Touching the Wood

touching wood1My projects always begin with sorting the pile, touching the wood

Like cooking, working with wood engages all of the senses in symphony. Touch plays a major role in the early stages of a project, especially at the scale of fitting out the interior of a new building, like the Guest House that now requires my full attention and has my workshop maxed out to capacity. The start of my New Year has me managing stacks of Deodar Cedar I’ve had custom milled and air-dried for the project, and my days have been resplendant with re-organizing and grading the raw material, which I last saw as logs about a year ago.

After delivery, I estimate I handle each piece of milled wood at least five and up to ten plus times prior to installation, and I learn a little about how best to use each stick every time it passes through my hands. In many ways, this is my favorite part of the process, the most automatic, as the material practically grades itself into distinct piles based upon my assessment of touch, which leads naturally to visual patterning. Handling each stick gives me an understanding of where it lived on the tree, its structural integrity, moisture and resin content, which all informs how the wood will age when used daily in a home. Over the years, I’ve trained my hands to be the advance guard on seeing the wood and its color and grain, and I’ve learned to trust my sense of touch over my sense of sight when grading wood.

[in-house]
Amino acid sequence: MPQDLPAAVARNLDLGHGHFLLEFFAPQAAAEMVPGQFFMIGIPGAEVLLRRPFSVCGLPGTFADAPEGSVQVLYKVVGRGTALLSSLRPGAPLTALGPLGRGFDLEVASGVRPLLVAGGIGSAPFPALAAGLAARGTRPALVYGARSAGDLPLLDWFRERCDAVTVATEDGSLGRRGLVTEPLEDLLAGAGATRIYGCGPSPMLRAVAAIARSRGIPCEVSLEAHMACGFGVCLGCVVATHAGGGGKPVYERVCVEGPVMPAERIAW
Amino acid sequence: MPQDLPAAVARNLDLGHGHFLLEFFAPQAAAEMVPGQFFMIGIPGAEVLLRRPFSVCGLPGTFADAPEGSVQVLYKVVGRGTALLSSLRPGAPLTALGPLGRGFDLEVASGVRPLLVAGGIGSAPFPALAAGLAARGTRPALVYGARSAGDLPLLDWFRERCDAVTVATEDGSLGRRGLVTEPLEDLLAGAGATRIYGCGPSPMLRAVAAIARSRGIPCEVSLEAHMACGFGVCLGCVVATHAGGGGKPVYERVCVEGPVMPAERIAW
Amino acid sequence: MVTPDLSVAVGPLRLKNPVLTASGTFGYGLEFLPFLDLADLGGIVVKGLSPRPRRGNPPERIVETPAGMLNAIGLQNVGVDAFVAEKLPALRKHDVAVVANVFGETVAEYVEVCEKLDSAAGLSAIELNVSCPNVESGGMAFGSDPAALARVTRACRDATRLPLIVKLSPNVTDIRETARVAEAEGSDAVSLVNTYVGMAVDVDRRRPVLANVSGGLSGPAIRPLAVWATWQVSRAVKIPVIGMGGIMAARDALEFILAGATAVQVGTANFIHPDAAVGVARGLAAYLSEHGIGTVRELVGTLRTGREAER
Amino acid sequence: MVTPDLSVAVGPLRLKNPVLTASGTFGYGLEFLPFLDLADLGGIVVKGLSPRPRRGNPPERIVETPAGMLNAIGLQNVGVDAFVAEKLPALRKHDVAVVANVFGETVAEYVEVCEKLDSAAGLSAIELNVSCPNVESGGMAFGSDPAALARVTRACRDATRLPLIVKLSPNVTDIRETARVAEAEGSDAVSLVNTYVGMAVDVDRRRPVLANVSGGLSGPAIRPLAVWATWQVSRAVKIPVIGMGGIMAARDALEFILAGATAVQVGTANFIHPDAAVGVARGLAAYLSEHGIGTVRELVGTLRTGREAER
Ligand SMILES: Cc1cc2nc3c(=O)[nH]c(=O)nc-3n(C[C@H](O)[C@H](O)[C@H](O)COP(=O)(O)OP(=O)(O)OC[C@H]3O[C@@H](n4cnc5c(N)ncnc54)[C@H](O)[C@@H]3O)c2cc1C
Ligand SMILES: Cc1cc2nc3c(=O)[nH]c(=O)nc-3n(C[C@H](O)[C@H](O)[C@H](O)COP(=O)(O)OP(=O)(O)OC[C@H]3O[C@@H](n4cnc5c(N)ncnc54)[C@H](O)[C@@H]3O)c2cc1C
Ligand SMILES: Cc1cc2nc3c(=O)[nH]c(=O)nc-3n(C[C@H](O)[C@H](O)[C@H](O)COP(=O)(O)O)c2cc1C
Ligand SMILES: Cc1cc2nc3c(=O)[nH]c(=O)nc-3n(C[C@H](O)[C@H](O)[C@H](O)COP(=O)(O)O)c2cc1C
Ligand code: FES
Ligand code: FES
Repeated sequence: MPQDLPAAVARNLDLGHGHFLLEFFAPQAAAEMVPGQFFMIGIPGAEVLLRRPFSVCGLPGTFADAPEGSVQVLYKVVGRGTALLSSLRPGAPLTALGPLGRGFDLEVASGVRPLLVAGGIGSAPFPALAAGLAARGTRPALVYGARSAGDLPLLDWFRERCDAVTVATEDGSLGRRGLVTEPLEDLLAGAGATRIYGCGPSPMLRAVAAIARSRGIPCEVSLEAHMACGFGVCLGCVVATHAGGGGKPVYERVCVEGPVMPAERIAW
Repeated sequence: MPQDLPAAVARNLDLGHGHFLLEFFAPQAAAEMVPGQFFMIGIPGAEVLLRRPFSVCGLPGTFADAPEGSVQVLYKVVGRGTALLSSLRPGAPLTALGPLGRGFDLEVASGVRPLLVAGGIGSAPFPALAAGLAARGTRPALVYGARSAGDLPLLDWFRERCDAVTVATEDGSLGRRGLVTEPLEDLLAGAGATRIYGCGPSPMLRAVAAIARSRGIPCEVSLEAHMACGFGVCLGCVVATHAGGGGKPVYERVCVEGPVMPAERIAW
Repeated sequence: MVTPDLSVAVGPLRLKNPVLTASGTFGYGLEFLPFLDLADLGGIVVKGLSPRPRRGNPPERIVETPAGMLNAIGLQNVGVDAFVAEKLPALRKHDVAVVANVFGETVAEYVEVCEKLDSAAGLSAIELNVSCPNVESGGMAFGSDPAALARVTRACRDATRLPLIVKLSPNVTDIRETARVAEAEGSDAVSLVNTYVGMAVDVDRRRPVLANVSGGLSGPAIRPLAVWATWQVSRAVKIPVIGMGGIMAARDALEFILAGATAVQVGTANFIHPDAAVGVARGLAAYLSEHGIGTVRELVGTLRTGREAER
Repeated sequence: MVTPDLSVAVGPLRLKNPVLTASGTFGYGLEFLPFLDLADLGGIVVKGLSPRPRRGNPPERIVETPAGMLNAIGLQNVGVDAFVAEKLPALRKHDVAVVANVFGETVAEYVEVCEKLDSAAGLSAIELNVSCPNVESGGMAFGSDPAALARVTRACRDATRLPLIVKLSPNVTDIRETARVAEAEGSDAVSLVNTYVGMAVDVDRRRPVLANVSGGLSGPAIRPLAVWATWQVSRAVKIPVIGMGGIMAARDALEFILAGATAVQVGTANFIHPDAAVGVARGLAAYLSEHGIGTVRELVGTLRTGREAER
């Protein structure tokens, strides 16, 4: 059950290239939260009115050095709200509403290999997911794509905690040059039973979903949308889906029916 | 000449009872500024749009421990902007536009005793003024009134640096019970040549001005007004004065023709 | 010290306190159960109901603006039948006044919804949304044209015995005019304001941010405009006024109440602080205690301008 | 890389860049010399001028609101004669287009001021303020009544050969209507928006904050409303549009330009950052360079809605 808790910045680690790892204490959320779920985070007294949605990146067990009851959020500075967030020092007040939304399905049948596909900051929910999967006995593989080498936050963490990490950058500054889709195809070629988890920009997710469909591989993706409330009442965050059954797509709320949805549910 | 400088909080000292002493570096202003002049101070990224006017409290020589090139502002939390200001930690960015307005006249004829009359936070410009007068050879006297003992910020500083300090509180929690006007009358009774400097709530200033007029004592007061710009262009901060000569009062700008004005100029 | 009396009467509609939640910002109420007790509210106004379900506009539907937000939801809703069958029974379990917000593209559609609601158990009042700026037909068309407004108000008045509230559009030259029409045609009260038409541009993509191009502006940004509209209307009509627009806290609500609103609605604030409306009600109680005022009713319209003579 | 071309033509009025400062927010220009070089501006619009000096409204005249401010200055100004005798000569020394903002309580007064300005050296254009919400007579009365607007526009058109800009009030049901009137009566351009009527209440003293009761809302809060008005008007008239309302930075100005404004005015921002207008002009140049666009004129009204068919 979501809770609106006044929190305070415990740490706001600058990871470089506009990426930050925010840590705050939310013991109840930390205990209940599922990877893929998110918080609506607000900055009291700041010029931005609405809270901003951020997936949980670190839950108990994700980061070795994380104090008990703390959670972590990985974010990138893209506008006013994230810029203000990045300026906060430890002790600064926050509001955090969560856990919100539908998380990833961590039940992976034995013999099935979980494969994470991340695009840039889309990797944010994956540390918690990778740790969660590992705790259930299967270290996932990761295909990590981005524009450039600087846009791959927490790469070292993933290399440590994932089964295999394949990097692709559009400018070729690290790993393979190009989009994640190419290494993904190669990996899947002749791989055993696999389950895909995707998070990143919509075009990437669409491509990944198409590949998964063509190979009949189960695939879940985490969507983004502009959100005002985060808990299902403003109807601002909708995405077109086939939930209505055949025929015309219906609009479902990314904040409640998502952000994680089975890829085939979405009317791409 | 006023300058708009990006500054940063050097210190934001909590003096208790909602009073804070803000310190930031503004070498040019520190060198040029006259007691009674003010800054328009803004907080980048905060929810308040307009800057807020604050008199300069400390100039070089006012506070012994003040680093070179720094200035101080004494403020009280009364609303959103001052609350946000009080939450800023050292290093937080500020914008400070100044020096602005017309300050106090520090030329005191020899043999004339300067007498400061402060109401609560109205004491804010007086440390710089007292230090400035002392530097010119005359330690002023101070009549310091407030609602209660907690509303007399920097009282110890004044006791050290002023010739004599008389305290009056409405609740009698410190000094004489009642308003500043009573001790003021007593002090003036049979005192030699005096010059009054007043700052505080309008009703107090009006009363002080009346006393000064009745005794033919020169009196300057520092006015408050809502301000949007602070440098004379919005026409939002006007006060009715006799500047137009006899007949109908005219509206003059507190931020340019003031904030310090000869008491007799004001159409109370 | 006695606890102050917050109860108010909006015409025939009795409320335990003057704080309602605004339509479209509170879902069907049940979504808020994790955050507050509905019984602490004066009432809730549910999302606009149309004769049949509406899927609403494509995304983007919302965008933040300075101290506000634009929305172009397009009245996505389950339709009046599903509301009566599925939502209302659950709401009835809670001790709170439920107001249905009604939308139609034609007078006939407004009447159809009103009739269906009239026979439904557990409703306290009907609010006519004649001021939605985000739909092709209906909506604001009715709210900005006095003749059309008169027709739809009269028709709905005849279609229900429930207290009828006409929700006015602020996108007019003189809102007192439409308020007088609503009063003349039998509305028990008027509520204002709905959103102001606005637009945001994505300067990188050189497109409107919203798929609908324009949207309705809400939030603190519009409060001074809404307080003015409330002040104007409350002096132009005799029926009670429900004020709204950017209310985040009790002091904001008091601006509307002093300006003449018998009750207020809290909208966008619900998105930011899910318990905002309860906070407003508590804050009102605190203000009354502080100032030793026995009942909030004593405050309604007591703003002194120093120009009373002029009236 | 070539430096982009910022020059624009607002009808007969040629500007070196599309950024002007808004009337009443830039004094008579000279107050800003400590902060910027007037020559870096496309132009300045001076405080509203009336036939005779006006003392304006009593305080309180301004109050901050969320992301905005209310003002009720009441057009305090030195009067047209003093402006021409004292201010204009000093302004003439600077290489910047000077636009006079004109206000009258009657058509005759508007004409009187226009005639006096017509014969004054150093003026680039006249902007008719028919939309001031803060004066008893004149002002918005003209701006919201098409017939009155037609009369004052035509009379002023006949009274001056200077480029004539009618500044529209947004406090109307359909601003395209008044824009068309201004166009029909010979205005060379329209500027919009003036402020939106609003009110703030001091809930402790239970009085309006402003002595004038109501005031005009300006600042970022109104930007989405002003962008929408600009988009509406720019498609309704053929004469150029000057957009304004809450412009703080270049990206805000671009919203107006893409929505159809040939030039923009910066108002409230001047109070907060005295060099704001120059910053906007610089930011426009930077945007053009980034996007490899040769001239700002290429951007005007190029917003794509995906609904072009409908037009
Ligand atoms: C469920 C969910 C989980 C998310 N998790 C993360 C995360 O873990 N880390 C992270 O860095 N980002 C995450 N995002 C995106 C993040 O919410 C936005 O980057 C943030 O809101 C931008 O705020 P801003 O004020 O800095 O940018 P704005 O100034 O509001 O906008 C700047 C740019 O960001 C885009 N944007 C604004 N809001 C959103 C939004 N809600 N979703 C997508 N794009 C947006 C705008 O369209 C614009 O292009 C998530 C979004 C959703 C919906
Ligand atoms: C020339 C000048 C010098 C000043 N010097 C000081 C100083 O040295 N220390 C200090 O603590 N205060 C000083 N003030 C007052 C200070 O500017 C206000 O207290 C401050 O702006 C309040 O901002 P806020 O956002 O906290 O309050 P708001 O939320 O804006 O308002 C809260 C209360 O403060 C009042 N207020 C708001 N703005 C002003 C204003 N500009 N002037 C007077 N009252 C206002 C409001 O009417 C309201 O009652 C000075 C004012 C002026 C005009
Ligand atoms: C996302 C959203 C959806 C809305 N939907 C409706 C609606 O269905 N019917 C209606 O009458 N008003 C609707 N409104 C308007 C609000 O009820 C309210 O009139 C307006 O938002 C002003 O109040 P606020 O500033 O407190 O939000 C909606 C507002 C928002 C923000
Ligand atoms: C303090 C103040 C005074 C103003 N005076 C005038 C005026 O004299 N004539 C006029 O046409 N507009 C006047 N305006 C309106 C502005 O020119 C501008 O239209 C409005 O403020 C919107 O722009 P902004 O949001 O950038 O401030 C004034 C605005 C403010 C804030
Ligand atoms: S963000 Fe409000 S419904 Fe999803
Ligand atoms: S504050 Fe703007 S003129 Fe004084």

touching wood2

Ultimately, the logic of grading wood by touch informs how one interacts with the finished piece. Simply put, horizontal surfaces are designed for durability and a depth of grain that gains character over time, like a familiar path; vertical surfaces are designed for daydreaming, like clouds.